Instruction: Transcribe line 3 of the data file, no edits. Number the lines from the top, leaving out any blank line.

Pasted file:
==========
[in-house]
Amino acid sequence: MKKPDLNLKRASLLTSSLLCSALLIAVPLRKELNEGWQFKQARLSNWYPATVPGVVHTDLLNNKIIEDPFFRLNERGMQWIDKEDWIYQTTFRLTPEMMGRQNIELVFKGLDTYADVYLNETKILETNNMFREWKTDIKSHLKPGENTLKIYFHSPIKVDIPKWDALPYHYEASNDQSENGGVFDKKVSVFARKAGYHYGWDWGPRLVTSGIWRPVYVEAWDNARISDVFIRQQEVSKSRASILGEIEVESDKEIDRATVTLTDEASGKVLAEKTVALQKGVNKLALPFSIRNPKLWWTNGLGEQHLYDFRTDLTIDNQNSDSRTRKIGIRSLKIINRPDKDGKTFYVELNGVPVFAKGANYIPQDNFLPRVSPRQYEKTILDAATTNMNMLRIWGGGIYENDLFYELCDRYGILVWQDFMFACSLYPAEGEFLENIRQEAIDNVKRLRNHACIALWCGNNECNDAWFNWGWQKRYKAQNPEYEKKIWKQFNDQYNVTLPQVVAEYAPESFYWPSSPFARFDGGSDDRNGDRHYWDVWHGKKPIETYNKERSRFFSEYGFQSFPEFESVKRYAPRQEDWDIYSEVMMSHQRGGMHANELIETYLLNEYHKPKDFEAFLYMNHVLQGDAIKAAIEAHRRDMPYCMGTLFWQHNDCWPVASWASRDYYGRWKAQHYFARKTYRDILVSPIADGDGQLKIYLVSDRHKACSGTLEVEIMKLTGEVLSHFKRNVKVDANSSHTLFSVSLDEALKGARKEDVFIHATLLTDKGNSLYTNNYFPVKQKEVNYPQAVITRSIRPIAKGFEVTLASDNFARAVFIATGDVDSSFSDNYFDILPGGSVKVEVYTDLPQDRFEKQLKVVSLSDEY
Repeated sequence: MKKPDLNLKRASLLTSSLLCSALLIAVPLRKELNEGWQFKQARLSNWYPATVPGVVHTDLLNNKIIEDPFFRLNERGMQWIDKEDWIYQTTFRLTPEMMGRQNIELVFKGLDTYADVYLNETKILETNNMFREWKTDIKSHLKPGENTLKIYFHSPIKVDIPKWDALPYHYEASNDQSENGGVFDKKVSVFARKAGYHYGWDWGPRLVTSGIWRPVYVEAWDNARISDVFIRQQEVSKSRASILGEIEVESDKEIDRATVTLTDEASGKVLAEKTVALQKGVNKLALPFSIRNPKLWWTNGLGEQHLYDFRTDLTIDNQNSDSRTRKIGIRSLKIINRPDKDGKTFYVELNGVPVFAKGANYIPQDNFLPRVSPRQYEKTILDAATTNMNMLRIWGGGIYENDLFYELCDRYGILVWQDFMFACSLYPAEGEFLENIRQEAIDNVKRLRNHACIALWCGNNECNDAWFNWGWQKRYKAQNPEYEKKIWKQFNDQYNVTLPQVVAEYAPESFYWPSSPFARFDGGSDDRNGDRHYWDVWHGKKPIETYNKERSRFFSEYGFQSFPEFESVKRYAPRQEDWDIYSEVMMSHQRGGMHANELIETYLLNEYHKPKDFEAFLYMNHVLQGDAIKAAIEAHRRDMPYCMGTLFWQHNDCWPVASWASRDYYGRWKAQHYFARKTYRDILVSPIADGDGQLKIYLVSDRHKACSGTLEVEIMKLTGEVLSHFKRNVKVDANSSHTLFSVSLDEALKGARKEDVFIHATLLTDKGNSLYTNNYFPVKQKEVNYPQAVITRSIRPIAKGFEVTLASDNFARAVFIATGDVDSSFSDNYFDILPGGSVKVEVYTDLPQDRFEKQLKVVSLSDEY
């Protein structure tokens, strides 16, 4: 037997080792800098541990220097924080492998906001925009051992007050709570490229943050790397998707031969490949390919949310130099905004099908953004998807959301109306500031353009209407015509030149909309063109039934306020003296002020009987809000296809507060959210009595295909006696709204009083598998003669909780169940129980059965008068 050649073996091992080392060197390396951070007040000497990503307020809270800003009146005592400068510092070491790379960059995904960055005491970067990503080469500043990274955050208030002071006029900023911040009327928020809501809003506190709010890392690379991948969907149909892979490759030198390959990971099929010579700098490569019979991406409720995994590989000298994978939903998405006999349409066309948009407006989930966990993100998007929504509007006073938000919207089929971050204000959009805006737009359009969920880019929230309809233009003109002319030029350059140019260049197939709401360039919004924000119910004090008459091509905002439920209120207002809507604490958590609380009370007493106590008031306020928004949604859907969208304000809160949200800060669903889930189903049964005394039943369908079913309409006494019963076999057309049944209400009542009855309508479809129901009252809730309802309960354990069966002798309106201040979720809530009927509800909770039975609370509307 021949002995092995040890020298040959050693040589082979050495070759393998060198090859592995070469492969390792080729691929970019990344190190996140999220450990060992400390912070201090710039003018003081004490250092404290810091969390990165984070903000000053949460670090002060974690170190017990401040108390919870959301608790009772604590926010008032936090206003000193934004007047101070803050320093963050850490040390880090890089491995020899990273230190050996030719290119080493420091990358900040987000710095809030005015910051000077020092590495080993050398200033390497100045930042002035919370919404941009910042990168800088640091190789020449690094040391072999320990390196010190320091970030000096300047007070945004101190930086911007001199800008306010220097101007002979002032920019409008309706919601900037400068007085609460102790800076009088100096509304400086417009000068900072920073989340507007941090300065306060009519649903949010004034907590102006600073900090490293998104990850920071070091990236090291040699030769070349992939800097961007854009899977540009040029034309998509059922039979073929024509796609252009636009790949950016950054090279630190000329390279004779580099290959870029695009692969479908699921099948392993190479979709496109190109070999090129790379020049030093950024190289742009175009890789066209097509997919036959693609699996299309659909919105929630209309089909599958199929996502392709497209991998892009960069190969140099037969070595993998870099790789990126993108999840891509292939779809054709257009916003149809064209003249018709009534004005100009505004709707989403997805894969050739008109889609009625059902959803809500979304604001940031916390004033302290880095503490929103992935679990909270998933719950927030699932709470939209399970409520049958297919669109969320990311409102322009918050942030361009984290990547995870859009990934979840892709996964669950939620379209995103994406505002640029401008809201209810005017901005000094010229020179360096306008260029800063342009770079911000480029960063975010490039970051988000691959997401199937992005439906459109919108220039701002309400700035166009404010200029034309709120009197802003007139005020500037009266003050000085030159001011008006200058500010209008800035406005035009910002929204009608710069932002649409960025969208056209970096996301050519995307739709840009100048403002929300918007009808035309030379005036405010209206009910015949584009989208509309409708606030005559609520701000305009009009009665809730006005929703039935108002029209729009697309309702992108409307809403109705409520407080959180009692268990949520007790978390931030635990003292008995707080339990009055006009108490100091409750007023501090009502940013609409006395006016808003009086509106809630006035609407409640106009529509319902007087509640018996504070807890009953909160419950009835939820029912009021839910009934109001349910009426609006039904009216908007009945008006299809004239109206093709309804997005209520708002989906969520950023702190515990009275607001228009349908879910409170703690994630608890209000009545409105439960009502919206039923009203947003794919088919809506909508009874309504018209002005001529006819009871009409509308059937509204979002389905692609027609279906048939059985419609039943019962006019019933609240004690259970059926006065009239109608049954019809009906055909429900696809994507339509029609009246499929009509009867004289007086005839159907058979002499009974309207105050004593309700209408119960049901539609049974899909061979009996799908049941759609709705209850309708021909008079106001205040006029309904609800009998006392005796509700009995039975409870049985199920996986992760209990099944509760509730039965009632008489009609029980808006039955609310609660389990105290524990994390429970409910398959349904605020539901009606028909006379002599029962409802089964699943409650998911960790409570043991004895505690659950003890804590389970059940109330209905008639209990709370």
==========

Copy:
Repeated sequence: MKKPDLNLKRASLLTSSLLCSALLIAVPLRKELNEGWQFKQARLSNWYPATVPGVVHTDLLNNKIIEDPFFRLNERGMQWIDKEDWIYQTTFRLTPEMMGRQNIELVFKGLDTYADVYLNETKILETNNMFREWKTDIKSHLKPGENTLKIYFHSPIKVDIPKWDALPYHYEASNDQSENGGVFDKKVSVFARKAGYHYGWDWGPRLVTSGIWRPVYVEAWDNARISDVFIRQQEVSKSRASILGEIEVESDKEIDRATVTLTDEASGKVLAEKTVALQKGVNKLALPFSIRNPKLWWTNGLGEQHLYDFRTDLTIDNQNSDSRTRKIGIRSLKIINRPDKDGKTFYVELNGVPVFAKGANYIPQDNFLPRVSPRQYEKTILDAATTNMNMLRIWGGGIYENDLFYELCDRYGILVWQDFMFACSLYPAEGEFLENIRQEAIDNVKRLRNHACIALWCGNNECNDAWFNWGWQKRYKAQNPEYEKKIWKQFNDQYNVTLPQVVAEYAPESFYWPSSPFARFDGGSDDRNGDRHYWDVWHGKKPIETYNKERSRFFSEYGFQSFPEFESVKRYAPRQEDWDIYSEVMMSHQRGGMHANELIETYLLNEYHKPKDFEAFLYMNHVLQGDAIKAAIEAHRRDMPYCMGTLFWQHNDCWPVASWASRDYYGRWKAQHYFARKTYRDILVSPIADGDGQLKIYLVSDRHKACSGTLEVEIMKLTGEVLSHFKRNVKVDANSSHTLFSVSLDEALKGARKEDVFIHATLLTDKGNSLYTNNYFPVKQKEVNYPQAVITRSIRPIAKGFEVTLASDNFARAVFIATGDVDSSFSDNYFDILPGGSVKVEVYTDLPQDRFEKQLKVVSLSDEY